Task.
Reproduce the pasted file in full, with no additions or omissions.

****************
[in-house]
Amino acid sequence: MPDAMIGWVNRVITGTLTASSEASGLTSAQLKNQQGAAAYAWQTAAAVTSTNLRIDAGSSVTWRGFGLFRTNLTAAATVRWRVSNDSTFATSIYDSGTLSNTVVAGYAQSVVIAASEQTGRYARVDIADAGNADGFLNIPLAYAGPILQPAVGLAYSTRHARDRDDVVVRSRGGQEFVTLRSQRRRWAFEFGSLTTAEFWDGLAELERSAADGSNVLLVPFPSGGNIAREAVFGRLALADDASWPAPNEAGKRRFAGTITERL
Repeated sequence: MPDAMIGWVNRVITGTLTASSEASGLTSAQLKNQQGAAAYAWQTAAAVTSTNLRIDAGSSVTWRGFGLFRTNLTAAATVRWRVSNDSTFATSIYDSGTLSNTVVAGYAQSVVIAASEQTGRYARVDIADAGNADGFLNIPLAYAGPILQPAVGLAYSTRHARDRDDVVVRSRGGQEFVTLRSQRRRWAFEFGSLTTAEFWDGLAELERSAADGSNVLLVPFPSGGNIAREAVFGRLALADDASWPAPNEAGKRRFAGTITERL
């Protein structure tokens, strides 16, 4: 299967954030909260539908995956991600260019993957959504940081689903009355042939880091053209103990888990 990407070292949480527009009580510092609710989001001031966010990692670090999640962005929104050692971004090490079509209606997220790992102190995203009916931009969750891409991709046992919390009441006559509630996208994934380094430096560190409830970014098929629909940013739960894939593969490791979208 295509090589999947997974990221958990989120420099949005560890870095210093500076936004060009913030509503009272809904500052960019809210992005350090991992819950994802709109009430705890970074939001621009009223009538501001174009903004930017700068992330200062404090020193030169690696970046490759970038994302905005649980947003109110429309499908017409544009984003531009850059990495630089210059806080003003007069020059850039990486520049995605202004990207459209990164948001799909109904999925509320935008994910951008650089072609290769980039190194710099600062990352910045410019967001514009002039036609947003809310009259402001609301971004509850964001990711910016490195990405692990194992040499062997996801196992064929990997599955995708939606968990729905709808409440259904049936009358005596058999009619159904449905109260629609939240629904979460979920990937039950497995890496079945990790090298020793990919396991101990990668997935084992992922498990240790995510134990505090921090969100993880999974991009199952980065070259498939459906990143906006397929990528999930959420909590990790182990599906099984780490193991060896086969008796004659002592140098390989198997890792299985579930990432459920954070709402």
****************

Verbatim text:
[in-house]
Amino acid sequence: MPDAMIGWVNRVITGTLTASSEASGLTSAQLKNQQGAAAYAWQTAAAVTSTNLRIDAGSSVTWRGFGLFRTNLTAAATVRWRVSNDSTFATSIYDSGTLSNTVVAGYAQSVVIAASEQTGRYARVDIADAGNADGFLNIPLAYAGPILQPAVGLAYSTRHARDRDDVVVRSRGGQEFVTLRSQRRRWAFEFGSLTTAEFWDGLAELERSAADGSNVLLVPFPSGGNIAREAVFGRLALADDASWPAPNEAGKRRFAGTITERL
Repeated sequence: MPDAMIGWVNRVITGTLTASSEASGLTSAQLKNQQGAAAYAWQTAAAVTSTNLRIDAGSSVTWRGFGLFRTNLTAAATVRWRVSNDSTFATSIYDSGTLSNTVVAGYAQSVVIAASEQTGRYARVDIADAGNADGFLNIPLAYAGPILQPAVGLAYSTRHARDRDDVVVRSRGGQEFVTLRSQRRRWAFEFGSLTTAEFWDGLAELERSAADGSNVLLVPFPSGGNIAREAVFGRLALADDASWPAPNEAGKRRFAGTITERL
């Protein structure tokens, strides 16, 4: 299967954030909260539908995956991600260019993957959504940081689903009355042939880091053209103990888990 990407070292949480527009009580510092609710989001001031966010990692670090999640962005929104050692971004090490079509209606997220790992102190995203009916931009969750891409991709046992919390009441006559509630996208994934380094430096560190409830970014098929629909940013739960894939593969490791979208 295509090589999947997974990221958990989120420099949005560890870095210093500076936004060009913030509503009272809904500052960019809210992005350090991992819950994802709109009430705890970074939001621009009223009538501001174009903004930017700068992330200062404090020193030169690696970046490759970038994302905005649980947003109110429309499908017409544009984003531009850059990495630089210059806080003003007069020059850039990486520049995605202004990207459209990164948001799909109904999925509320935008994910951008650089072609290769980039190194710099600062990352910045410019967001514009002039036609947003809310009259402001609301971004509850964001990711910016490195990405692990194992040499062997996801196992064929990997599955995708939606968990729905709808409440259904049936009358005596058999009619159904449905109260629609939240629904979460979920990937039950497995890496079945990790090298020793990919396991101990990668997935084992992922498990240790995510134990505090921090969100993880999974991009199952980065070259498939459906990143906006397929990528999930959420909590990790182990599906099984780490193991060896086969008796004659002592140098390989198997890792299985579930990432459920954070709402």